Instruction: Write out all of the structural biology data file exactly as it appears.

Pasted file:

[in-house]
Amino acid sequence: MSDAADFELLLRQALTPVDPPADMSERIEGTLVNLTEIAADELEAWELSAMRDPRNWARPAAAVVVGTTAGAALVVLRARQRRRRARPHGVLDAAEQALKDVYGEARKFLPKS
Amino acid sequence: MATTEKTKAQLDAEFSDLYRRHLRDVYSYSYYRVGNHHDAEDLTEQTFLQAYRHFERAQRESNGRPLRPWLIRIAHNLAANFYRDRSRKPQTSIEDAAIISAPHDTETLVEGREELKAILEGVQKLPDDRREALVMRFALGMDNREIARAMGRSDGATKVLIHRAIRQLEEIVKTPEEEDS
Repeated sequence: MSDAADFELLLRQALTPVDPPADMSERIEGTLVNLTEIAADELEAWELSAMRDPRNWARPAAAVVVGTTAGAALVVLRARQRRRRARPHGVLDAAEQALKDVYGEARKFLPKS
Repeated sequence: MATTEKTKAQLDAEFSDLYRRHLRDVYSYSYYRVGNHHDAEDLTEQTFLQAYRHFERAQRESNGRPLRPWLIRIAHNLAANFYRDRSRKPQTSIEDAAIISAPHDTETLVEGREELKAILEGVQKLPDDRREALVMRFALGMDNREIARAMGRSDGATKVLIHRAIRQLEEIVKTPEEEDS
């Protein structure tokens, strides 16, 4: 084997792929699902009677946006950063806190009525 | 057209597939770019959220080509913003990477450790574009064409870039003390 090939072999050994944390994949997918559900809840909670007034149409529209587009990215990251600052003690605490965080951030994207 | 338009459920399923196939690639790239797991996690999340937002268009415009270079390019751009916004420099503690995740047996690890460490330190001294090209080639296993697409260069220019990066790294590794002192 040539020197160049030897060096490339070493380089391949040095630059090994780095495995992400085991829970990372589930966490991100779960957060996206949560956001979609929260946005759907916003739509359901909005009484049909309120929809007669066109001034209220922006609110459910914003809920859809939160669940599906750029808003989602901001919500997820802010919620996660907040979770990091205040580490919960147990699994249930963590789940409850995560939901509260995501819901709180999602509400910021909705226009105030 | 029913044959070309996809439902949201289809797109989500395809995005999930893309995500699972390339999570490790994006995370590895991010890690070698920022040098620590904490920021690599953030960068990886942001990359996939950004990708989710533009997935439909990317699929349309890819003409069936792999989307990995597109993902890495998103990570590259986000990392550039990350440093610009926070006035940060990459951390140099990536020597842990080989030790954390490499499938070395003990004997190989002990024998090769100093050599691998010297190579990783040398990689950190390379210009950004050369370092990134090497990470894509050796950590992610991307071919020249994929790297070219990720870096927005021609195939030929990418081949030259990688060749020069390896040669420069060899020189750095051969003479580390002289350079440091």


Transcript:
[in-house]
Amino acid sequence: MSDAADFELLLRQALTPVDPPADMSERIEGTLVNLTEIAADELEAWELSAMRDPRNWARPAAAVVVGTTAGAALVVLRARQRRRRARPHGVLDAAEQALKDVYGEARKFLPKS
Amino acid sequence: MATTEKTKAQLDAEFSDLYRRHLRDVYSYSYYRVGNHHDAEDLTEQTFLQAYRHFERAQRESNGRPLRPWLIRIAHNLAANFYRDRSRKPQTSIEDAAIISAPHDTETLVEGREELKAILEGVQKLPDDRREALVMRFALGMDNREIARAMGRSDGATKVLIHRAIRQLEEIVKTPEEEDS
Repeated sequence: MSDAADFELLLRQALTPVDPPADMSERIEGTLVNLTEIAADELEAWELSAMRDPRNWARPAAAVVVGTTAGAALVVLRARQRRRRARPHGVLDAAEQALKDVYGEARKFLPKS
Repeated sequence: MATTEKTKAQLDAEFSDLYRRHLRDVYSYSYYRVGNHHDAEDLTEQTFLQAYRHFERAQRESNGRPLRPWLIRIAHNLAANFYRDRSRKPQTSIEDAAIISAPHDTETLVEGREELKAILEGVQKLPDDRREALVMRFALGMDNREIARAMGRSDGATKVLIHRAIRQLEEIVKTPEEEDS
């Protein structure tokens, strides 16, 4: 084997792929699902009677946006950063806190009525 | 057209597939770019959220080509913003990477450790574009064409870039003390 090939072999050994944390994949997918559900809840909670007034149409529209587009990215990251600052003690605490965080951030994207 | 338009459920399923196939690639790239797991996690999340937002268009415009270079390019751009916004420099503690995740047996690890460490330190001294090209080639296993697409260069220019990066790294590794002192 040539020197160049030897060096490339070493380089391949040095630059090994780095495995992400085991829970990372589930966490991100779960957060996206949560956001979609929260946005759907916003739509359901909005009484049909309120929809007669066109001034209220922006609110459910914003809920859809939160669940599906750029808003989602901001919500997820802010919620996660907040979770990091205040580490919960147990699994249930963590789940409850995560939901509260995501819901709180999602509400910021909705226009105030 | 029913044959070309996809439902949201289809797109989500395809995005999930893309995500699972390339999570490790994006995370590895991010890690070698920022040098620590904490920021690599953030960068990886942001990359996939950004990708989710533009997935439909990317699929349309890819003409069936792999989307990995597109993902890495998103990570590259986000990392550039990350440093610009926070006035940060990459951390140099990536020597842990080989030790954390490499499938070395003990004997190989002990024998090769100093050599691998010297190579990783040398990689950190390379210009950004050369370092990134090497990470894509050796950590992610991307071919020249994929790297070219990720870096927005021609195939030929990418081949030259990688060749020069390896040669420069060899020189750095051969003479580390002289350079440091």